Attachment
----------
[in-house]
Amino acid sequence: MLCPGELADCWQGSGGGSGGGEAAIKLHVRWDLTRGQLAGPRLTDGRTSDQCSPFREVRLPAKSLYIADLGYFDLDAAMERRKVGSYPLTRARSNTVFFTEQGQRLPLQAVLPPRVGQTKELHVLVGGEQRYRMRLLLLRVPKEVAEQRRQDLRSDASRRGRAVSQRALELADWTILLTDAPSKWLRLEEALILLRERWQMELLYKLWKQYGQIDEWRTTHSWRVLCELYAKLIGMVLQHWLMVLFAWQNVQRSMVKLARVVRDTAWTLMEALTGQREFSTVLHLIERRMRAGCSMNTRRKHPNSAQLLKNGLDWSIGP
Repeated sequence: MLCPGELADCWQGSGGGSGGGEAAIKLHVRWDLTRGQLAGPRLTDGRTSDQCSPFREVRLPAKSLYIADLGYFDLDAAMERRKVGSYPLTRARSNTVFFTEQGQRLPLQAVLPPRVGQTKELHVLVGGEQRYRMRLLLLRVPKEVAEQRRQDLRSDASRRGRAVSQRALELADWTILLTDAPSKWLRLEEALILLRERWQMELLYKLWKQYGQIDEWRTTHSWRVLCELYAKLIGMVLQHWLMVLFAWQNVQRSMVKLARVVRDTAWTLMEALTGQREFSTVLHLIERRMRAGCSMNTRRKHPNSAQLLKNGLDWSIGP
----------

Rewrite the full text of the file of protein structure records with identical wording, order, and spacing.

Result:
[in-house]
Amino acid sequence: MLCPGELADCWQGSGGGSGGGEAAIKLHVRWDLTRGQLAGPRLTDGRTSDQCSPFREVRLPAKSLYIADLGYFDLDAAMERRKVGSYPLTRARSNTVFFTEQGQRLPLQAVLPPRVGQTKELHVLVGGEQRYRMRLLLLRVPKEVAEQRRQDLRSDASRRGRAVSQRALELADWTILLTDAPSKWLRLEEALILLRERWQMELLYKLWKQYGQIDEWRTTHSWRVLCELYAKLIGMVLQHWLMVLFAWQNVQRSMVKLARVVRDTAWTLMEALTGQREFSTVLHLIERRMRAGCSMNTRRKHPNSAQLLKNGLDWSIGP
Repeated sequence: MLCPGELADCWQGSGGGSGGGEAAIKLHVRWDLTRGQLAGPRLTDGRTSDQCSPFREVRLPAKSLYIADLGYFDLDAAMERRKVGSYPLTRARSNTVFFTEQGQRLPLQAVLPPRVGQTKELHVLVGGEQRYRMRLLLLRVPKEVAEQRRQDLRSDASRRGRAVSQRALELADWTILLTDAPSKWLRLEEALILLRERWQMELLYKLWKQYGQIDEWRTTHSWRVLCELYAKLIGMVLQHWLMVLFAWQNVQRSMVKLARVVRDTAWTLMEALTGQREFSTVLHLIERRMRAGCSMNTRRKHPNSAQLLKNGLDWSIGP